1911 Encyclopædia Britannica/Azov
|←Azotus||1911 Encyclopædia Britannica, Volume 3
|Azov, Sea of→|
|See also Azov on Wikipedia; and our 1911 Encyclopædia Britannica disclaimer.|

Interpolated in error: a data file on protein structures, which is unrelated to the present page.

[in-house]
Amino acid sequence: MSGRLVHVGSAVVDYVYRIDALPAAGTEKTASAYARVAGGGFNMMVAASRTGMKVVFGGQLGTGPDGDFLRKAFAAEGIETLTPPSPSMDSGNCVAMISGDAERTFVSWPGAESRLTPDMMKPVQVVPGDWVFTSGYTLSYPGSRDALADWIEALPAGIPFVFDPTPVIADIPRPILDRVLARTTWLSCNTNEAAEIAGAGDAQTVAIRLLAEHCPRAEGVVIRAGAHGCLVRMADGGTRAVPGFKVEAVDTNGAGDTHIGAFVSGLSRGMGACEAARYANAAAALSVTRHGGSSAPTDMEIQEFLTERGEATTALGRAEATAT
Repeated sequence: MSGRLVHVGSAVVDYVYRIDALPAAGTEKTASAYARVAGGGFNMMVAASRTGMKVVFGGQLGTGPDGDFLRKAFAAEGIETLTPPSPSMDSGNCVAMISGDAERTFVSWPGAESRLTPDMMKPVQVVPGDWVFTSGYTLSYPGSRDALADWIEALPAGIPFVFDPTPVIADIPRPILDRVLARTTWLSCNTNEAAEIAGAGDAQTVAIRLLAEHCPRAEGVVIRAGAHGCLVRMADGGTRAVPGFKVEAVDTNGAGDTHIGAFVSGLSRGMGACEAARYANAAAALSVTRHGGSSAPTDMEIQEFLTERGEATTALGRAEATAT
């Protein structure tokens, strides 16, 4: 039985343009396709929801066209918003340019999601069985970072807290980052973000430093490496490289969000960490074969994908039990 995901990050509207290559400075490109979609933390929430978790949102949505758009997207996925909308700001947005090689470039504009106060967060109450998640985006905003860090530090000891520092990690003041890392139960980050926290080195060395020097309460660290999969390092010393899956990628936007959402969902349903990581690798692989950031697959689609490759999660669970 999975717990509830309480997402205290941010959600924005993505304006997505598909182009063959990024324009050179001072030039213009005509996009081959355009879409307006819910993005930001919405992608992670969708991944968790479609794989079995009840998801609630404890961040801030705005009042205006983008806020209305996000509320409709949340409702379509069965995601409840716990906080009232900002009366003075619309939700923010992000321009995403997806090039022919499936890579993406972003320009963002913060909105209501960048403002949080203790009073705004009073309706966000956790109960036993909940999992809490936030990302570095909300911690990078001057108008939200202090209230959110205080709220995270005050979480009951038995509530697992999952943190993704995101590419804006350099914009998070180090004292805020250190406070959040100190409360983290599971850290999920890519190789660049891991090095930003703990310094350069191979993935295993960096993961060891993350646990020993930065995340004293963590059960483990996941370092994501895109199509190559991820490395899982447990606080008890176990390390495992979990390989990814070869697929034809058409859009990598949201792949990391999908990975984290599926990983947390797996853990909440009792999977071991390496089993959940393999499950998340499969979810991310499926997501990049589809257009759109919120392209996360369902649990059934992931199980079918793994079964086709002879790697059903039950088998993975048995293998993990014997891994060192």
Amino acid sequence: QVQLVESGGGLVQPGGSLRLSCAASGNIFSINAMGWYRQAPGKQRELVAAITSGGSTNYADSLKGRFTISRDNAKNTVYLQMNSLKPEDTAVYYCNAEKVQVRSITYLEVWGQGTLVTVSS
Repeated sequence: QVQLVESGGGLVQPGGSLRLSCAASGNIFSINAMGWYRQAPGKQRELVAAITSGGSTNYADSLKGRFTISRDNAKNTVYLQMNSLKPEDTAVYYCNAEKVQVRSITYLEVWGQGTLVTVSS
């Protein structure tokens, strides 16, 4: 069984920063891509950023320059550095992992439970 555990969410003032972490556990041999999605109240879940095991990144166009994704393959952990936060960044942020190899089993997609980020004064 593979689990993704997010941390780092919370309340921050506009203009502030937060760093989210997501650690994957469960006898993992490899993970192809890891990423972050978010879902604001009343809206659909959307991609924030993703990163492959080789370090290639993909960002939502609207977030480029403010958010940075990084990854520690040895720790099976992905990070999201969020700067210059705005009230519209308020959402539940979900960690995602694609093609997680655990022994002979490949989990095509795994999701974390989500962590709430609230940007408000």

AZOV, or Asov (in Turkish, Asak), a town of Russia, in the government of the Don Cossacks, on the left bank of the southern arm of the Don, about 20 m. from its mouth. The ancient Tanais lay some 10 m. to the north. In the 13th century the Genoese had a factory here which they called Tana. Azov was long a place of great military and commercial importance. Peter the Great obtained possession of it after a protracted siege in 1696, but in 1711 restored it to the Turks; in 1739 it was finally united to the Russian empire. Since then it has greatly declined, owing to the silting up of its harbour and the competition of Taganrog. Its population, principally engaged in the fisheries, numbered 25,124 in 1900.